Monday, 30 June 2014

Teach Art

Asking Tribal kids being vocationally trained in construction sector skills to learn sketching and drawing is quite comparable to music lessons for soldiers during a war. Not only this additional activity should help alleviate an individual's stress while learning it might also help in winning over enemies or clients when in the field.
I am always a proponent of the thought that the power of imagination is theoretically boundless and even a little of it which can be converted into action has always been exciting for mankind.
So, here at the Vocational Training Centre at Dahod, I initiated some drawing classes. The students who come here at the centre are tribal youth from Gujarat, mainly Dahod district, and spend about forty five days in residence here to get introduced to construction skills such as masonry, bar bending, plumbing, site supervision and carpentery. I was very much supported and encouraged by all my colleagues here at GVT and GIZ  to undertake this; the aim being:
  1. Make students realize that skteching can be used at work to share ideas and plans with colleagues and clients
  2. Foster creative thinking
  3. Value creativity
During these sketching classes the methodology focussed into following rules:
  1. Always draw with a pencil on a blank paper
  2. To begin, break down your sketches into polygons, triangles and circles
  3. Never ever copy an existing image
  4. Draw a real 3D object, whether it is visible or it comes to your mind
  5. Do not worry about realisticness of your drawn image
  6. Let the drawing flow with your hand following your head
  7. Make your image rich with your own imagination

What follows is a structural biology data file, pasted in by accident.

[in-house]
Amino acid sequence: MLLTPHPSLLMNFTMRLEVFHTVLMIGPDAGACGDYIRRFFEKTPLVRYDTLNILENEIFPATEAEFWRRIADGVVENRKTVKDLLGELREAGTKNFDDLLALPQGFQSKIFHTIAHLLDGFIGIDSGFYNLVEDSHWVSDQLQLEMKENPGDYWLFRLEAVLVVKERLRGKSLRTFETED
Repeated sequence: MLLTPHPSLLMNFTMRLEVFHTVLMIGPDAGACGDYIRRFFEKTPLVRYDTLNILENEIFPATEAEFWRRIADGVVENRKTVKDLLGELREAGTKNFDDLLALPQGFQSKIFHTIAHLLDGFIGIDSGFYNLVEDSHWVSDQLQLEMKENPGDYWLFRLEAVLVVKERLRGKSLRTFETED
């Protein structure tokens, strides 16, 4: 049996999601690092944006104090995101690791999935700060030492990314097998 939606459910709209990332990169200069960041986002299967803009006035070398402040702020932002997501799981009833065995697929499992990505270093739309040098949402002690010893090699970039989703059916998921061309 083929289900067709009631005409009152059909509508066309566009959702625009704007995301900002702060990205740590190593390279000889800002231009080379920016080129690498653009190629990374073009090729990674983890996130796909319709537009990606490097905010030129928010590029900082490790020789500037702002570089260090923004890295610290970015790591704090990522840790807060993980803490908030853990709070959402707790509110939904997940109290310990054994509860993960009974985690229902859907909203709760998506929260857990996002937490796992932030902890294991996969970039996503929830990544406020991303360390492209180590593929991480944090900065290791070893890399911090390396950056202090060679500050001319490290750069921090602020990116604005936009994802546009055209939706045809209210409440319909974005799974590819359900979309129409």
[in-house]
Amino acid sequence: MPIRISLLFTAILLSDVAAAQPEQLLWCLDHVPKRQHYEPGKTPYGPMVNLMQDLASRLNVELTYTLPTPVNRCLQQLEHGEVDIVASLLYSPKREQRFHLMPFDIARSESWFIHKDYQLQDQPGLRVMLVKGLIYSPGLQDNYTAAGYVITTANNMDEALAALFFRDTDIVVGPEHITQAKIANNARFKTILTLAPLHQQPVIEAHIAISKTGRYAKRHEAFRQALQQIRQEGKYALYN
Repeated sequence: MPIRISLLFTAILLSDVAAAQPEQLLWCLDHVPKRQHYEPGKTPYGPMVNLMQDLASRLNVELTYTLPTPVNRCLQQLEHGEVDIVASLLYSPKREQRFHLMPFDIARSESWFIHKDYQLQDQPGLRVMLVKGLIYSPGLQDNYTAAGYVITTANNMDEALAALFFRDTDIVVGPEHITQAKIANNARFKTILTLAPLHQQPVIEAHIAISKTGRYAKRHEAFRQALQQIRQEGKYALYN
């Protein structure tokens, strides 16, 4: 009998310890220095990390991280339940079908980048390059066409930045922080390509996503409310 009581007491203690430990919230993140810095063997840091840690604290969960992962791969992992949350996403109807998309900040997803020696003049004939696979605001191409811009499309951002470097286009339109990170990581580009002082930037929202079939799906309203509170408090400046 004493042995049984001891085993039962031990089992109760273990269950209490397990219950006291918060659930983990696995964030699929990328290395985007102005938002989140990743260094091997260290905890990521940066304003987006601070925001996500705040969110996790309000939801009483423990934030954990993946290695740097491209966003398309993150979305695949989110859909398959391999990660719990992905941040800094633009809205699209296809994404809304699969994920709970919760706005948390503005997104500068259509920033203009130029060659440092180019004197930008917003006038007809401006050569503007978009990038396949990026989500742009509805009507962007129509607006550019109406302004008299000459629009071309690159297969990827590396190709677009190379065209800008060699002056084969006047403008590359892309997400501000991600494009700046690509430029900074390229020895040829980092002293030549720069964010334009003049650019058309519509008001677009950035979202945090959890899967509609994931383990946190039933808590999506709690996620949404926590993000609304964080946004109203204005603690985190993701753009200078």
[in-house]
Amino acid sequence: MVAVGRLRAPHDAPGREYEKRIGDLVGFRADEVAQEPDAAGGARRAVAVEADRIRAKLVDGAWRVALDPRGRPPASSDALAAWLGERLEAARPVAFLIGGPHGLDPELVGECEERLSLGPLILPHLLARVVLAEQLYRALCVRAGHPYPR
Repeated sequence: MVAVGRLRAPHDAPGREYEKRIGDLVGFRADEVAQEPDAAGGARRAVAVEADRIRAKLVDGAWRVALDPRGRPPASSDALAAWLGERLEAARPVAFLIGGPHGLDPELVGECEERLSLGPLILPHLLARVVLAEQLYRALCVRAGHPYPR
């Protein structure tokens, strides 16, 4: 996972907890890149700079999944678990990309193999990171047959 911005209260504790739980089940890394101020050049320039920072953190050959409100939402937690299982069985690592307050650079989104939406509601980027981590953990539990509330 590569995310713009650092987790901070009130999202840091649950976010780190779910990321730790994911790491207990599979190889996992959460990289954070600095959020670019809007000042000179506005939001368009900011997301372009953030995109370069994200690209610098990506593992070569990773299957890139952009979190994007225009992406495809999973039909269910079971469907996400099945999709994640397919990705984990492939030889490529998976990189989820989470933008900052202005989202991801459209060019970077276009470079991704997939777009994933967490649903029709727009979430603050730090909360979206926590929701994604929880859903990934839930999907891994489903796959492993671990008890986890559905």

8. Always improvise
  9. Practice, practice and practice
  10. Observe, observe and observe
A few selected sketches are scanned and shown here. Most of the sketches were drawn in classes and I don't think most students took any particular interest because sketching is seldom seen as an important subject in today's Indian mainstream learning. However, whatever that was attempted, somewhere in these skteches, to my luck, I found the present state of tribal living, interpretations and a few aspirations.


Tuesday, 3 June 2014

Please fold your hands

The sun was high and it was pleasant and cool inside the room. I was in a new high ranked job position and my employers and colleagues looked just happy on my joining. It seemed all liked me. I also received a handsome grant amount for research I wanted to pursue; as promised. I had finally joined a democratic institution in my own culture. Nobody was happier than me.

As the job progressed, the outside sun was as bright as always. I wore blue kurta to work and seldom a few times western clothes. But I started having differences with my colleagues. Probably, because of my working style which they said is slightly different. But I was also reassured that there was nothing wrong with it. "There's nothing wrong with it you know. But just then what do we need to spend so much of energy for? But anyways, do what you like", my new and close aides would say.

Months passed by and the sun outside reduced its intensity. But is never lost its glare, so most events would happen inside. This time it was a ceremony where all including the trustees would be present. They called all seniors, including me, to the stage and receive honorary certificates of contributions. On my turn I took the three steps that lead to the stage and received my commendation. It was a weird ceremony because in the end there was a strange unknown God to be prayed to.

All on the stage except the seated trustees folded their hands and joined their palms against their chests for a typical namaskaar. I folded my hands too, but did not feel like  taking my hands up to my chests like everyone, and out of respect locked my hands in front of my crotch and bowed my head out of respect. I knew I was being noticed but not expected the trustee to sternly warn me that this is not the way. I must do namaste like everyone else.

The sun was up. It did not matter.